Friday 5 April 2013

Author Profile & Interview Mo O'Hara, My Big Fat Zombie Goldfish

Originally from America, I moved to London because I wanted to live abroad but spoke no foreign languages. After a brief and unsuccessful stint as a serving wench at the Tower of London I found work as an actress and comedy performer. I've performed regularly at the Edinburgh and London comedy festivals. A few years back, I got a job touring around the UK as a storyteller and that’s when I discovered that kids liked, laughed and didn't fall asleep when I performed stuff that I wrote myself. I was hooked on writing and performing for kids. Some quotes from kids about my storytelling sessions are:

“I guess you were a bit better than the rabbits with big heads that were here last week.”
“Can I rewind you and watch you again after lunch?”
And “How did you know me to put me in your story?”

I still live in London with my partner and two children, still speak no foreign languages (unless you count American) and I still have a sneaking suspicion that the rabbits with the big heads were really better than me but the kid was just being nice.

What was your favourite children’s book as a child? 

I wasn't a big reader as a kid actually. (Shock horror!)  I read from a very early age but liked to read fact books mostly and I loved reading plays. I loved Winnie the Pooh when I was little. And loved Shel Silverstein poems too. It took me a while to connect with a proper chapter book, though. I remember reading a book called 'Plain Girl'  by Virginia Sorensen about an Amish girl , when I was about 8 or 9 years old and feeling for the first time that I could really get into the head of the person in the story.  Also 'A Wrinkle in Time' a bit later, started me on a lifetime love of Science Fiction.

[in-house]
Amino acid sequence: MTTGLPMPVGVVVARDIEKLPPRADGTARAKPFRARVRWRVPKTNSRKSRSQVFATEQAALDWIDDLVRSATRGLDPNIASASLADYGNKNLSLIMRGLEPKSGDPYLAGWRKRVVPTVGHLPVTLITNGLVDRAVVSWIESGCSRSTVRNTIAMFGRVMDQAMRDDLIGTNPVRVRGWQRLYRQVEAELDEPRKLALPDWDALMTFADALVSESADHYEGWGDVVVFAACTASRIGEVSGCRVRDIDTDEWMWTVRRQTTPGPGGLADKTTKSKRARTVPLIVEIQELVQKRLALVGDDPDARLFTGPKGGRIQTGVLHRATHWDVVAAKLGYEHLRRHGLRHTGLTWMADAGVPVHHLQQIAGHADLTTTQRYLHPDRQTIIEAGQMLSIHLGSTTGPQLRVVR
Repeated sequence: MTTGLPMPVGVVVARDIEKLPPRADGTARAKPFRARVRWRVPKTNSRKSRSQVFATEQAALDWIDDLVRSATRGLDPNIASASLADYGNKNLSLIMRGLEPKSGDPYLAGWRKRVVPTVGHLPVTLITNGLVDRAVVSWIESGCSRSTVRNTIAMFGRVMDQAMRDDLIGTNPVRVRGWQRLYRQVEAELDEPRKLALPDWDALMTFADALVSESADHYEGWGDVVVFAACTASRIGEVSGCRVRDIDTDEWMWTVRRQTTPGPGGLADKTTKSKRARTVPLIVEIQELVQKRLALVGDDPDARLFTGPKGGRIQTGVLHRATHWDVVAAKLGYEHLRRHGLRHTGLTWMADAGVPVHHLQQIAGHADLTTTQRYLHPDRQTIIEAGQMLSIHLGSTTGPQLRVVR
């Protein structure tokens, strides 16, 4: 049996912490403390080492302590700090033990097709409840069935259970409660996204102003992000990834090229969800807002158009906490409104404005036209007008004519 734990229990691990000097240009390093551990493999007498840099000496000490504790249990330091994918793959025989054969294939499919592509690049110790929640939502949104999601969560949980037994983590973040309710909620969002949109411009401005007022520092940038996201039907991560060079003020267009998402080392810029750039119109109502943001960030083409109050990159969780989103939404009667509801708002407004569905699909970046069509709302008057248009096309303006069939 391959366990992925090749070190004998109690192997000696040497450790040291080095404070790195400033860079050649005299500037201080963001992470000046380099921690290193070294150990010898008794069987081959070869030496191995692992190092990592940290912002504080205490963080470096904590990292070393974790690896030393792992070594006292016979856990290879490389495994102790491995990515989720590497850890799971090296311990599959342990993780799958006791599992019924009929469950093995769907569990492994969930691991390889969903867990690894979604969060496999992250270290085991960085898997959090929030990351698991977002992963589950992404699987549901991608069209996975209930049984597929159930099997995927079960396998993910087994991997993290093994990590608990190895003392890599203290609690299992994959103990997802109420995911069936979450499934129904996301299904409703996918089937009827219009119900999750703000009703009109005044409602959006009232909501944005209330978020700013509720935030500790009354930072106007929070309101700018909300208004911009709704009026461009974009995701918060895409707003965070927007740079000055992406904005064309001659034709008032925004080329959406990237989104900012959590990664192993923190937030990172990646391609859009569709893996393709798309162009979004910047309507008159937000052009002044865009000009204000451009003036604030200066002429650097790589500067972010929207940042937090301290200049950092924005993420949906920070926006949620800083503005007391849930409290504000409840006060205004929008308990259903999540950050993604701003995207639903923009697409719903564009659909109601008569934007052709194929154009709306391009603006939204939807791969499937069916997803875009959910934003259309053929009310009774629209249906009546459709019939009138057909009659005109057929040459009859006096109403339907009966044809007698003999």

Just a couple of Mo's favourites...

What is your favourite children’s book as an adult?

I read Maggot Moon by Sally Gardner recently and that was absolutely incredible. I was totally unprepared for the amount of time I spent thinking about that book after I read it. It requires a lot of the reader, but it's so worth it. I loved Dark Parties by Sara Grant last year too and can't wait to read her next one. With  humour I love the Mr Gumm books for the surreal and the Danny Baker books for the silly. I now LOVE Roald Dahl stuff but when I was little the only one I read was Charlie and the Chocolate Factory. I've read most of his other books now as a grown up and wish I could go back and crack up 8 year old me by sharing them with her. My kids have a healthy diet of Roald Dahl now. 

What do you think makes children’s books so inspirational?